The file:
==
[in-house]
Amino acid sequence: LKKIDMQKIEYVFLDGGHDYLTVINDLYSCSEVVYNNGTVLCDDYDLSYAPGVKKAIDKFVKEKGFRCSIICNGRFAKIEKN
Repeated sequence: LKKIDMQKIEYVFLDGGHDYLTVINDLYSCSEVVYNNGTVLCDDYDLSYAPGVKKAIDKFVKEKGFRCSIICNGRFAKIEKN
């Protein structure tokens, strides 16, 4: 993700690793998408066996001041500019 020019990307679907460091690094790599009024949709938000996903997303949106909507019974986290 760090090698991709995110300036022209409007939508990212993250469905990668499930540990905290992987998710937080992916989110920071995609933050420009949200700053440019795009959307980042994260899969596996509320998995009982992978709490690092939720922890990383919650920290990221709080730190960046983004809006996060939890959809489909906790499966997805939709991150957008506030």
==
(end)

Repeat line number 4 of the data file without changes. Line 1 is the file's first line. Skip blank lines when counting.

């Protein structure tokens, strides 16, 4: 993700690793998408066996001041500019 020019990307679907460091690094790599009024949709938000996903997303949106909507019974986290 760090090698991709995110300036022209409007939508990212993250469905990668499930540990905290992987998710937080992916989110920071995609933050420009949200700053440019795009959307980042994260899969596996509320998995009982992978709490690092939720922890990383919650920290990221709080730190960046983004809006996060939890959809489909906790499966997805939709991150957008506030």